World Bank: Bosnian child can reach only 58 pct potential when grown-up

World Bank: Bosnian child can reach only 58 pct potential when grown-up

World Bank: Bosnian child can reach only 58 pct potential when grown-up Izvor: AFP

A child born in Bosnia and Herzegovina today will reach only 58 percent of his or her productive potential when he or she grows up as compared to a benchmark of complete education and full health, says the latest update of the World Bank’s (WB) Human Capital Index (HCI), which measures pre-pandemic human capital outcomes around the world, WB's report published on Thursday said.

This is lower than the average for Europe and Central Asia Region but higher than the average for upper-middle-income countries, the Bank said.

“Human capital is the most important resource for Bosnia and it is essential for the development of the country. Unfortunately, the country is rapidly losing its human capital as people, especially the youth, emigrate seeking better opportunities elsewhere. But even for those that stay, deficiencies in education and healthcare mean that almost half of their lifetime productivity will be lost, due to education that does not equip them with the skills that are needed in the market, and healthcare that does not enable them to have healthy and productive lives”, said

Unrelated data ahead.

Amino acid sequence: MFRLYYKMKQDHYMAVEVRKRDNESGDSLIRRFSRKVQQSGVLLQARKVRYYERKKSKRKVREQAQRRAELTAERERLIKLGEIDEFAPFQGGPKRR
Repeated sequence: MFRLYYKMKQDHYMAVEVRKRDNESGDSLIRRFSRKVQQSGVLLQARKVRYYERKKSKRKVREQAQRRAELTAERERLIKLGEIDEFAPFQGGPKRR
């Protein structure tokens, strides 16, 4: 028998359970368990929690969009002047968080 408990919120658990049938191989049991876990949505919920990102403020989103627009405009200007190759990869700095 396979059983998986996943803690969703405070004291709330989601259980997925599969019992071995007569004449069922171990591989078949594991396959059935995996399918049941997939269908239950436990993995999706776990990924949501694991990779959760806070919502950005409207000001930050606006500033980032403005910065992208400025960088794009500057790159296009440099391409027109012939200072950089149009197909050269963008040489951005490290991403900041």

Emanuel Salinas, World Bank Country Manager for Bosnia and Herzegovina and Montenegro. “The COVID-19 pandemic has only increased the urgency to act to stop the loss of human capital. Our dream is to see that people in BiH live healthy lives and can achieve their full potential. That is achievable, but we need to act now to reverse this negative trend.”

When assessing education in Bosnia, the report shows that on average children can expect to complete 11.7 years of schooling by age 18. However, this is only equivalent to 7.8 years of effective education when taking into account the quality of learning.

According to the WB report, the quality of learning matters most for developing quality human capital. This means that improving the quality of teaching and learning in classrooms and schools around the country is the pathway to increasing human capital and unlocking the growth potential of all students in Bosnia. Therefore, it is important the country prioritizes education development.


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